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Imodium A-D Disease Interactions

There are 4 disease interactions with Imodium A-D (loperamide).

Major

Antiperistaltic agents (applies to Imodium A-D) infectious diarrhea

Major Potential Hazard, High plausibility. Applicable conditions: Infectious Diarrhea/Enterocolitis/Gastroenteritis

The use of drugs with antiperistaltic activity (primarily antidiarrheal and antimuscarinic agents, but also antispasmodic agents such as dicyclomine or oxybutynin at high dosages) is contraindicated in patients with diarrhea due to pseudomembranous enterocolitis or enterotoxin-producing bacteria. These drugs may prolong and/or worsen diarrhea associated with organisms that invade the intestinal mucosa, such as toxigenic E. coli, Salmonella and Shigella, and pseudomembranous colitis due to broad-spectrum antibiotics. Other symptoms and complications such as fever, shedding of organisms and extraintestinal illness may also be increased or prolonged. In general, because antiperistaltic agents decrease gastrointestinal motility, they may delay the excretion of infective gastroenteric organisms or toxins and should be used cautiously in patients with any infectious diarrhea, particularly if accompanied by high fever or pus or blood in the stool. Some cough and cold and other combination products may occasionally include antimuscarinic agents for their drying effects and may, therefore, require careful selection when necessary.

References

  1. Brown JW "Toxic megacolon associated with loperamide therapy." JAMA 241 (1979): 501-2
  2. Walley T, Milson D "Loperamide related toxic megacolon in Clostridium difficile colitis." Postgrad Med J 66 (1990): 582
  3. "Product Information. Imodium (loperamide)." Janssen Pharmaceuticals (2001):
  4. Marshall WF Jr, Rosenthal P, Merritt RJ "Atropine therapy and paralytic ileus in an infant." J Pediatr Gastroenterol Nutr 9 (1989): 532-4
  5. "Lomotil for diarrhea in children." Med Lett Drugs Ther 17 (1975): 104
  6. "Product Information. Atropine Sulfate (atropine)." ESI Lederle Generics (2022):
View all 6 references
Moderate

Antiperistaltic agents (applies to Imodium A-D) fluid/electrolytes

Moderate Potential Hazard, Moderate plausibility. Applicable conditions: Dehydration

Diarrhea can cause severe dehydration and electrolyte imbalance. Fluid accumulation within the GI track due to antiperistaltic-associated decrease in peristalsis can further aggravate dehydration and electrolyte imbalance. Antiperistaltic agents should be administered cautiously in patients with electrolyte imbalance and rehydration and electrolyte replacement should be initiated prior to initiation of therapy.

References

  1. "Product Information. Imodium (loperamide)." Janssen Pharmaceuticals (2001):
  2. "Product Information. Kaopectate (attapulgite)." Pharmacia and Upjohn (2001):
  3. "Product Information. Pepto-Bismol (bismuth subsalicylate)." Procter and Gamble Pharmaceuticals (2001):
Moderate

Antiperistaltic agents (applies to Imodium A-D) hepatic/renal dysfunction

Moderate Potential Hazard, Moderate plausibility. Applicable conditions: Liver Disease

Therapy with antiperistaltic agents should be administered with extreme caution in patients with hepatorenal disease or abnormal liver enzymes. Antiperistaltic agents are metabolized by the liver (diphenoxylate to an active form) and primarily excreted in the feces. Hepatic coma can be precipitated.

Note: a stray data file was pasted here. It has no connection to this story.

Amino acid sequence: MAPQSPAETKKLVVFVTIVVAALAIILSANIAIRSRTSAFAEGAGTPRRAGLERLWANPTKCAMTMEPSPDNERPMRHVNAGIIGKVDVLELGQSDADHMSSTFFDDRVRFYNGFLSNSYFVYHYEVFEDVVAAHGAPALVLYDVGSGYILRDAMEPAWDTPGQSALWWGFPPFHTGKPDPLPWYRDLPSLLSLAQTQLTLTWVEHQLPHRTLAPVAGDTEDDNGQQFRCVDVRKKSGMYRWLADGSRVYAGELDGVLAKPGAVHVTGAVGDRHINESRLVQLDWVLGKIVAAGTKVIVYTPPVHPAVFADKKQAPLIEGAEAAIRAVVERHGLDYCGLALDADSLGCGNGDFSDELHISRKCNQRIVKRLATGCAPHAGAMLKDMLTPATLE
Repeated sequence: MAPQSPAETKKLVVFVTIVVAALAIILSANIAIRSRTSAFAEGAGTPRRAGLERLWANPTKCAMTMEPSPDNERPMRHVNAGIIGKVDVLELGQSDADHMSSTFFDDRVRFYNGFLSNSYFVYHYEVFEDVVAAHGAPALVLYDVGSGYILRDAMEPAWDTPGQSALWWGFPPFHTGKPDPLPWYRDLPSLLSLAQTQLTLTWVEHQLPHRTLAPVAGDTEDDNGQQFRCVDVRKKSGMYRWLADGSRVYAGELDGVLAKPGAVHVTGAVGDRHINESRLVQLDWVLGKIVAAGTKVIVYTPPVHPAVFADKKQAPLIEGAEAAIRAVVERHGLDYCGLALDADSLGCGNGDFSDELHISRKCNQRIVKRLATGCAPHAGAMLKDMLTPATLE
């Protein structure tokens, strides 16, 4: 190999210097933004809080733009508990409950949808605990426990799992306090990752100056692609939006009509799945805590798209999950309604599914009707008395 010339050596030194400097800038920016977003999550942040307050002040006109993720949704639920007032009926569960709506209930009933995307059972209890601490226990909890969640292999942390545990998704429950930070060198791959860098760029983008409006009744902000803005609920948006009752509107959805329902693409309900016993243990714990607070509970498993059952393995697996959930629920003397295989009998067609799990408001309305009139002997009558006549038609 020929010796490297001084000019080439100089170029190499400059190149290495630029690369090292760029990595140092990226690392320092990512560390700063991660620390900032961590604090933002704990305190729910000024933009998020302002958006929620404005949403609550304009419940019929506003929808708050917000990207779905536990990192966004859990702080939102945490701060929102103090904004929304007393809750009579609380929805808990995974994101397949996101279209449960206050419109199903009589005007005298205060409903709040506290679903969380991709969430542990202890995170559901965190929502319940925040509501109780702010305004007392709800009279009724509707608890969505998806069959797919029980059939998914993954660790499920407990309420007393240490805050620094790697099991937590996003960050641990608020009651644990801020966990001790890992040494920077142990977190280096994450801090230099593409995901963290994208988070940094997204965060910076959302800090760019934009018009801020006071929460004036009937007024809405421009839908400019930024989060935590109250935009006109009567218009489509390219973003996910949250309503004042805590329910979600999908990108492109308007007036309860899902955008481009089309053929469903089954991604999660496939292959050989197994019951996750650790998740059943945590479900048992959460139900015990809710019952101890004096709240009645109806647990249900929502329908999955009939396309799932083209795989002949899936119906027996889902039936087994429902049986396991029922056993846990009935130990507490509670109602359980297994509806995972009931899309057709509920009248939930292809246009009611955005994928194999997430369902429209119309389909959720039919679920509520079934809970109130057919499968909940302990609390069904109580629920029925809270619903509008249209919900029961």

References

  1. "Product Information. Imodium (loperamide)." Janssen Pharmaceuticals (2001):
  2. "Product Information. Kaopectate (attapulgite)." Pharmacia and Upjohn (2001):
  3. "Product Information. Pepto-Bismol (bismuth subsalicylate)." Procter and Gamble Pharmaceuticals (2001):
Moderate

Antiperistaltic agents (applies to Imodium A-D) toxic megacolon

Moderate Potential Hazard, Moderate plausibility. Applicable conditions: Inflammatory Bowel Disease

Decreased intestinal motility and prolonged transit time have resulted in toxic megacolon in patients with acute ulcerative colitis. Paralytic ileus has also occurred. Antiperistaltic agent GI motility and prolongs transit time and therapy should be administered cautiously in these patients.

References

  1. "Product Information. Imodium (loperamide)." Janssen Pharmaceuticals (2001):
  2. "Product Information. Kaopectate (attapulgite)." Pharmacia and Upjohn (2001):
  3. "Product Information. Pepto-Bismol (bismuth subsalicylate)." Procter and Gamble Pharmaceuticals (2001):
  4. Braunwald E, Hauser SL, Kasper DL, Fauci AS, Isselbacher KJ, Longo DL, Martin JB, eds., Wilson JD "Harrison's Principles of Internal Medicine." New York, NY: McGraw-Hill Health Professionals Division (1998):
View all 4 references

Imodium A-D drug interactions

There are 331 drug interactions with Imodium A-D (loperamide).

Imodium A-D alcohol/food interactions

There is 1 alcohol/food interaction with Imodium A-D (loperamide).


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Drug Interaction Classification

These classifications are only a guideline. The relevance of a particular drug interaction to a specific individual is difficult to determine. Always consult your healthcare provider before starting or stopping any medication.
Major Highly clinically significant. Avoid combinations; the risk of the interaction outweighs the benefit.
Moderate Moderately clinically significant. Usually avoid combinations; use it only under special circumstances.
Minor Minimally clinically significant. Minimize risk; assess risk and consider an alternative drug, take steps to circumvent the interaction risk and/or institute a monitoring plan.
Unknown No interaction information available.

Further information

Always consult your healthcare provider to ensure the information displayed on this page applies to your personal circumstances.